Pink tank returns to Prague to mark the 20th anniversary of Soviet troops withdrawal

PRAGUE – A pink tank has temporarily returned to the heart of Prague to mark the 20th anniversary of the Soviet troops’ withdrawal.

Tank No. 23 was originally put on display on a Prague’s square in 1945 to commemorate the liberation of Czechoslovakia by the Red Army after the WWII occupation by Nazi troops.

For many, it became a symbol of the 1968 Soviet-led invasion that crushed the liberal reforms of Alexander Dubcek and ended an era known as the Prague Spring.

The presence of the soldiers was called temporary by communist authorities but lasted almost 23 years.

When the Velvet Revolution led by Vaclav Havel toppled the communist regime in 1989, the country’s new officials immediately demanded the troops’ withdrawal, Defence Minister Alexandr Vondra, a former anti-communist dissident, said Monday.

“Immediately after the Velvet Revolution, one of the first requirements was that those troops must go home,” Vondra told the AP in an interview.

David Cerny, a Czech visual artist painted the tank pink with friends in April 1991. The Soviet troops left by the end of June that year.

Some opposed the move, saying it dishonoured those who liberated the country but Cerny insisted Monday it was the right thing to do.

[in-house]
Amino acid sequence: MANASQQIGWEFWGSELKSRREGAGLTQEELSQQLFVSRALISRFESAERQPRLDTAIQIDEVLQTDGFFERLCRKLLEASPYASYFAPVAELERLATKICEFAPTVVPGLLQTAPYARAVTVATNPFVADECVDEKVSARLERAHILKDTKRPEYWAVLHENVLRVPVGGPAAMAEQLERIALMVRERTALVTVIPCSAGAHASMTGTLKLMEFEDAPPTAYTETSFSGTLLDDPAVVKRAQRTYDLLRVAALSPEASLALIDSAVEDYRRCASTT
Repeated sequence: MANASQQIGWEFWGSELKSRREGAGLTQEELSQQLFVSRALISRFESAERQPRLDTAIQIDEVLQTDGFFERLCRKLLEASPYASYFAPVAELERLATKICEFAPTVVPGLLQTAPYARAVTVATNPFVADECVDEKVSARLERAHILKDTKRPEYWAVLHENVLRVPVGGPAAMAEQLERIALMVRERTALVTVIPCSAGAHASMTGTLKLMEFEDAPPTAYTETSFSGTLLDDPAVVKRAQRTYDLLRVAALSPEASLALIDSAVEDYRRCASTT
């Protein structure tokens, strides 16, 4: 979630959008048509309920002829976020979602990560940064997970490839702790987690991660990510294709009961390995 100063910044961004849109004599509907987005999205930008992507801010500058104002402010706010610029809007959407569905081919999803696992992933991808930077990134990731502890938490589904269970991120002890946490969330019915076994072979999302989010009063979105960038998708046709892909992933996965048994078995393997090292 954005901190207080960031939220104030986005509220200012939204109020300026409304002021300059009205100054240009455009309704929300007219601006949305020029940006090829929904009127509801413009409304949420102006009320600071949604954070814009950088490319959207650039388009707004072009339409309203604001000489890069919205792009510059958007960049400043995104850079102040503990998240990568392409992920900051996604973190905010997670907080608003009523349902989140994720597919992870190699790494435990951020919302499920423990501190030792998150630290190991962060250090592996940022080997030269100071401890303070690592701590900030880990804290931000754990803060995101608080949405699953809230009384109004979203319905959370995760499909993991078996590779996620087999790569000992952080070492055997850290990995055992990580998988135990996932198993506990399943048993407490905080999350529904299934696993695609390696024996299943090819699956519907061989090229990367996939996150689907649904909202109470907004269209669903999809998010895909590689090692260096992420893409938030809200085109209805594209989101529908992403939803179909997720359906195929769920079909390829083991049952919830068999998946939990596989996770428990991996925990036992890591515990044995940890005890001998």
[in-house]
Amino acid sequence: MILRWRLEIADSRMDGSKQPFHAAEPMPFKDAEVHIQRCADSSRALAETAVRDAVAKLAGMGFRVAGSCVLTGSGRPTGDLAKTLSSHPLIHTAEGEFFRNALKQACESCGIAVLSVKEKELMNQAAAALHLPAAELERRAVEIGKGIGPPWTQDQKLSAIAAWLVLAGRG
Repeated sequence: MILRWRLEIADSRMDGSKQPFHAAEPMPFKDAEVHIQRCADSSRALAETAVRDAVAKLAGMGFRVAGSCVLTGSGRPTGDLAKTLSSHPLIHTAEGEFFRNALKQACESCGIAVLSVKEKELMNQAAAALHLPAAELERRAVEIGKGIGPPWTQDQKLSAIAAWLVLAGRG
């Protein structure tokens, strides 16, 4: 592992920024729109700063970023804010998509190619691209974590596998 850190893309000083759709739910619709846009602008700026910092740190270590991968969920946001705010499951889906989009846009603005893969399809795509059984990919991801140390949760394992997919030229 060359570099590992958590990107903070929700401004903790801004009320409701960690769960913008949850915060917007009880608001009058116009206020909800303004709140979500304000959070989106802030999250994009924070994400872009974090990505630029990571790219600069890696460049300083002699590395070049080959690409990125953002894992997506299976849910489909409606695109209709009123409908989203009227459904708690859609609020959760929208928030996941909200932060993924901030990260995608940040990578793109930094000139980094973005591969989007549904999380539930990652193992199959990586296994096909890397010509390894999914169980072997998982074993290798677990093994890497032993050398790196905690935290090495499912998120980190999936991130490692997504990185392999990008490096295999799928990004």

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“I’m not ashamed of what I did,” Cerny said. “It was a pretty good thing to do. At that time, most of the nation understood that we didn’t want them here any more.”

After Cerny’s action, the tank received its original look before it was painted pink again by a group of lawmakers from the Czechoslovak parliament. Since June 1991, the tank has been at the Military Technical Museum in Lesany, south of Prague.

It was taken to Prague from the museum Monday to be placed on a pontoon on the Vltava river near Prague’s famed Charles Bridge till July 1. It’s arrival kicked off a series of commemorative events called “The Week of Freedom” that marks the troops’ withdrawal.

“It’s one of the most important anniversaries in the Czech modern history,” said Pavla Kantnerova of the Curtain, a non-governmental group that’s organizing the events.

“People tend to forget it even though it was a great victory to get rid of the occupying troops,” Kantnerova said. “For our generation … the pink tank is the real symbol of the end of the occupation.”

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